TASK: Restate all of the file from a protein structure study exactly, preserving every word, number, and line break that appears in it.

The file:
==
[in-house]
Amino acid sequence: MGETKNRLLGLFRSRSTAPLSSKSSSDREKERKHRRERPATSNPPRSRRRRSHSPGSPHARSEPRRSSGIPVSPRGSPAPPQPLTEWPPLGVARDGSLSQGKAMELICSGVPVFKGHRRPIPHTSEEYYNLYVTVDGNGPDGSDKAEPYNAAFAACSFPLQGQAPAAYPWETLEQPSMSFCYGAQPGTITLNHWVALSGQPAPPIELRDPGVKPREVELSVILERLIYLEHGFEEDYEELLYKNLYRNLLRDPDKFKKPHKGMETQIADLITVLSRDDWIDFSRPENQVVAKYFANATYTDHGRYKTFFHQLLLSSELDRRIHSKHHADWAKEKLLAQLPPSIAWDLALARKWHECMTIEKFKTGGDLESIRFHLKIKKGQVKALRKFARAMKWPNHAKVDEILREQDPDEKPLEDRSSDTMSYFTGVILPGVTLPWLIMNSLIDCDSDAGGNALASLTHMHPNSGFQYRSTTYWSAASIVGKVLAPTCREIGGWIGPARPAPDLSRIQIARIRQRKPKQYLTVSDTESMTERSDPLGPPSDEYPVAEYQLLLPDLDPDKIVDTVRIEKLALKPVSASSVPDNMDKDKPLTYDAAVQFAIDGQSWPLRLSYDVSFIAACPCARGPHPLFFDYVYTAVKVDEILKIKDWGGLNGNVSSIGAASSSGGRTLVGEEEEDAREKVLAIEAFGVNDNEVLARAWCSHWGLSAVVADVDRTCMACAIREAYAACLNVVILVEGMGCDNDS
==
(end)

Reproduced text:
[in-house]
Amino acid sequence: MGETKNRLLGLFRSRSTAPLSSKSSSDREKERKHRRERPATSNPPRSRRRRSHSPGSPHARSEPRRSSGIPVSPRGSPAPPQPLTEWPPLGVARDGSLSQGKAMELICSGVPVFKGHRRPIPHTSEEYYNLYVTVDGNGPDGSDKAEPYNAAFAACSFPLQGQAPAAYPWETLEQPSMSFCYGAQPGTITLNHWVALSGQPAPPIELRDPGVKPREVELSVILERLIYLEHGFEEDYEELLYKNLYRNLLRDPDKFKKPHKGMETQIADLITVLSRDDWIDFSRPENQVVAKYFANATYTDHGRYKTFFHQLLLSSELDRRIHSKHHADWAKEKLLAQLPPSIAWDLALARKWHECMTIEKFKTGGDLESIRFHLKIKKGQVKALRKFARAMKWPNHAKVDEILREQDPDEKPLEDRSSDTMSYFTGVILPGVTLPWLIMNSLIDCDSDAGGNALASLTHMHPNSGFQYRSTTYWSAASIVGKVLAPTCREIGGWIGPARPAPDLSRIQIARIRQRKPKQYLTVSDTESMTERSDPLGPPSDEYPVAEYQLLLPDLDPDKIVDTVRIEKLALKPVSASSVPDNMDKDKPLTYDAAVQFAIDGQSWPLRLSYDVSFIAACPCARGPHPLFFDYVYTAVKVDEILKIKDWGGLNGNVSSIGAASSSGGRTLVGEEEEDAREKVLAIEAFGVNDNEVLARAWCSHWGLSAVVADVDRTCMACAIREAYAACLNVVILVEGMGCDNDS